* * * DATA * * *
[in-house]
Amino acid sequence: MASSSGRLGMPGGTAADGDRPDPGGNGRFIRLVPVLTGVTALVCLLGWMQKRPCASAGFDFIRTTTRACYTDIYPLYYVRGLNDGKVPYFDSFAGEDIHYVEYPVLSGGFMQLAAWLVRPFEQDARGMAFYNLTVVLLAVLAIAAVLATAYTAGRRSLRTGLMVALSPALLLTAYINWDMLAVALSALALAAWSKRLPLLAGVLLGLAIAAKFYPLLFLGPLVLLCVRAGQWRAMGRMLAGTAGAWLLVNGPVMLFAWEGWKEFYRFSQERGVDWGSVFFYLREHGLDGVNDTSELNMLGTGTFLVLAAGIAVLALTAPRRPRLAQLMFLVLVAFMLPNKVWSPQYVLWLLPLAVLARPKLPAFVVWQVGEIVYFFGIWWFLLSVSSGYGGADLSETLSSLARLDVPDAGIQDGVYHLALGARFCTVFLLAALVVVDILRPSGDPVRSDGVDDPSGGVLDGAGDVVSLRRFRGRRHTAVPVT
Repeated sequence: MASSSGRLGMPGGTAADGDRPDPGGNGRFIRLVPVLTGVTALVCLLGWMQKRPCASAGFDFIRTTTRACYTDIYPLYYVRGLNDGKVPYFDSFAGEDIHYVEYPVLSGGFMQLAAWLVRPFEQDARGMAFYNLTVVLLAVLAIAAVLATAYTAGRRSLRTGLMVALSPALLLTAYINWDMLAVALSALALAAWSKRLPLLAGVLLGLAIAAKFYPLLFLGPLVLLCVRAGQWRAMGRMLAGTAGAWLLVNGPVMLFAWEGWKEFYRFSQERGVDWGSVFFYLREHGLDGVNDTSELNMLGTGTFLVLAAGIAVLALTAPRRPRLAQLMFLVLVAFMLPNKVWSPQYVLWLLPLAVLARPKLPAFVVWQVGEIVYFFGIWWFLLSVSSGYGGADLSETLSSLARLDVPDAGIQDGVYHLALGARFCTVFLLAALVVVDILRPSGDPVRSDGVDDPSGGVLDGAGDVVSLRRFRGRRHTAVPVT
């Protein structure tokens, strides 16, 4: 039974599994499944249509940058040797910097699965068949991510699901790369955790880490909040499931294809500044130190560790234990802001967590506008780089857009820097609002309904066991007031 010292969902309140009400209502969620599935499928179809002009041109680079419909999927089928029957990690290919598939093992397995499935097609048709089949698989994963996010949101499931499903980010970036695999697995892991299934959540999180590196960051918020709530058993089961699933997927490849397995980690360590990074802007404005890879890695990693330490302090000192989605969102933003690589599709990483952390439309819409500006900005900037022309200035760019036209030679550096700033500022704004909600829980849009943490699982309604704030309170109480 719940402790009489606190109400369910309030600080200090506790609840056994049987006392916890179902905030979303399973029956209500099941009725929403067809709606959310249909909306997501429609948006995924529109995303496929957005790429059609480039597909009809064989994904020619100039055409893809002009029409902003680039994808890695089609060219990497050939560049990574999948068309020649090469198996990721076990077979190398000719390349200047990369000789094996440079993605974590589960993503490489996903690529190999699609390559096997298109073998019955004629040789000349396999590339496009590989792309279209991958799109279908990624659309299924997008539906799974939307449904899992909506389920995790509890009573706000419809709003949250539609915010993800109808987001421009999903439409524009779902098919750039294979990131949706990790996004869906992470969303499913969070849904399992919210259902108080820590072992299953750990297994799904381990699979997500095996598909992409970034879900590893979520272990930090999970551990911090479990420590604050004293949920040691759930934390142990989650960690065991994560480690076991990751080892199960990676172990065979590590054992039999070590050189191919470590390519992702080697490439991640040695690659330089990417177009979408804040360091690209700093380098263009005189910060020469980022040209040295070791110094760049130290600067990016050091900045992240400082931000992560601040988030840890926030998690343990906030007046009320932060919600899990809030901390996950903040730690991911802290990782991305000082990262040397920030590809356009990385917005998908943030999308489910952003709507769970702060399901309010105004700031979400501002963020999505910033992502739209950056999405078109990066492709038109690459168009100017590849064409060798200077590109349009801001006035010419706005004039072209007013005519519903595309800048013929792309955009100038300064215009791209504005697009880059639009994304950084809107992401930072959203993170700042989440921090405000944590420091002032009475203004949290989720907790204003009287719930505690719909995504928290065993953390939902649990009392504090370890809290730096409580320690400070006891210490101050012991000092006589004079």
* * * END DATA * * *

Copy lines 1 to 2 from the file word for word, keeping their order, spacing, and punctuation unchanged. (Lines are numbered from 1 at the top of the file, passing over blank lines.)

[in-house]
Amino acid sequence: MASSSGRLGMPGGTAADGDRPDPGGNGRFIRLVPVLTGVTALVCLLGWMQKRPCASAGFDFIRTTTRACYTDIYPLYYVRGLNDGKVPYFDSFAGEDIHYVEYPVLSGGFMQLAAWLVRPFEQDARGMAFYNLTVVLLAVLAIAAVLATAYTAGRRSLRTGLMVALSPALLLTAYINWDMLAVALSALALAAWSKRLPLLAGVLLGLAIAAKFYPLLFLGPLVLLCVRAGQWRAMGRMLAGTAGAWLLVNGPVMLFAWEGWKEFYRFSQERGVDWGSVFFYLREHGLDGVNDTSELNMLGTGTFLVLAAGIAVLALTAPRRPRLAQLMFLVLVAFMLPNKVWSPQYVLWLLPLAVLARPKLPAFVVWQVGEIVYFFGIWWFLLSVSSGYGGADLSETLSSLARLDVPDAGIQDGVYHLALGARFCTVFLLAALVVVDILRPSGDPVRSDGVDDPSGGVLDGAGDVVSLRRFRGRRHTAVPVT